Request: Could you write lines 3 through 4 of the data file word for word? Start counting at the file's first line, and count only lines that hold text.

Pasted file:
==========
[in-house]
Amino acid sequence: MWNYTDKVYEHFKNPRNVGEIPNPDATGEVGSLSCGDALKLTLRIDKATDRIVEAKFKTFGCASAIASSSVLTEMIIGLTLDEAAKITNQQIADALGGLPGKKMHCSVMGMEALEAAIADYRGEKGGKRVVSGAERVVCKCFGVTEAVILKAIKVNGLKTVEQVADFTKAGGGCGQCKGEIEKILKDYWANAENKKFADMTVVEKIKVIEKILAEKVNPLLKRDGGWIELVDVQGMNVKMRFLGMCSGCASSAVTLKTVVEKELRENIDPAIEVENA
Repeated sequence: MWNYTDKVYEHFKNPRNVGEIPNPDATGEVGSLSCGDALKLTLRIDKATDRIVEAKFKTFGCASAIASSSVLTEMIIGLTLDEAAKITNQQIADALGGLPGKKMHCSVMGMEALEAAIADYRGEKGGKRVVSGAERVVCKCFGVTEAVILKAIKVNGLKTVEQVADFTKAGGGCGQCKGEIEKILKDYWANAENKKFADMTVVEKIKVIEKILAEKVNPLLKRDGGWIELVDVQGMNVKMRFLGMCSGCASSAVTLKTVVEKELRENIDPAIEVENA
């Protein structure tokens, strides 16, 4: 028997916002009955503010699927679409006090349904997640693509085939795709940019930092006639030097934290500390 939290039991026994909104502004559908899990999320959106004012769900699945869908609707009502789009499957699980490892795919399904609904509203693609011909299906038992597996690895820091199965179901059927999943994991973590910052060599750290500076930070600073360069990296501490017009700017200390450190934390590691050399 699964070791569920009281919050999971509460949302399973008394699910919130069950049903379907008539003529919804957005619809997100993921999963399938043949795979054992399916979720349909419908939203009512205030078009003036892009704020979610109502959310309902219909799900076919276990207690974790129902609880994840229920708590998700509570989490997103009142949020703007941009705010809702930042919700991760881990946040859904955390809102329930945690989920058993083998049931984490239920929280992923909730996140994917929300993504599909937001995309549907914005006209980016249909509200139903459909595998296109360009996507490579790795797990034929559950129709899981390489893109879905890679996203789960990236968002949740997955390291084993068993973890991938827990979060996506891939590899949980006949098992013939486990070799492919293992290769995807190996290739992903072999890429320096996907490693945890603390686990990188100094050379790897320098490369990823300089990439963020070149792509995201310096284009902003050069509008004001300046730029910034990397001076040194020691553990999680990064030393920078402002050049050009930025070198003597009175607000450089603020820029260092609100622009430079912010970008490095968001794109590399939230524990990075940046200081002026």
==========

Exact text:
Repeated sequence: MWNYTDKVYEHFKNPRNVGEIPNPDATGEVGSLSCGDALKLTLRIDKATDRIVEAKFKTFGCASAIASSSVLTEMIIGLTLDEAAKITNQQIADALGGLPGKKMHCSVMGMEALEAAIADYRGEKGGKRVVSGAERVVCKCFGVTEAVILKAIKVNGLKTVEQVADFTKAGGGCGQCKGEIEKILKDYWANAENKKFADMTVVEKIKVIEKILAEKVNPLLKRDGGWIELVDVQGMNVKMRFLGMCSGCASSAVTLKTVVEKELRENIDPAIEVENA
């Protein structure tokens, strides 16, 4: 028997916002009955503010699927679409006090349904997640693509085939795709940019930092006639030097934290500390 939290039991026994909104502004559908899990999320959106004012769900699945869908609707009502789009499957699980490892795919399904609904509203693609011909299906038992597996690895820091199965179901059927999943994991973590910052060599750290500076930070600073360069990296501490017009700017200390450190934390590691050399 699964070791569920009281919050999971509460949302399973008394699910919130069950049903379907008539003529919804957005619809997100993921999963399938043949795979054992399916979720349909419908939203009512205030078009003036892009704020979610109502959310309902219909799900076919276990207690974790129902609880994840229920708590998700509570989490997103009142949020703007941009705010809702930042919700991760881990946040859904955390809102329930945690989920058993083998049931984490239920929280992923909730996140994917929300993504599909937001995309549907914005006209980016249909509200139903459909595998296109360009996507490579790795797990034929559950129709899981390489893109879905890679996203789960990236968002949740997955390291084993068993973890991938827990979060996506891939590899949980006949098992013939486990070799492919293992290769995807190996290739992903072999890429320096996907490693945890603390686990990188100094050379790897320098490369990823300089990439963020070149792509995201310096284009902003050069509008004001300046730029910034990397001076040194020691553990999680990064030393920078402002050049050009930025070198003597009175607000450089603020820029260092609100622009430079912010970008490095968001794109590399939230524990990075940046200081002026």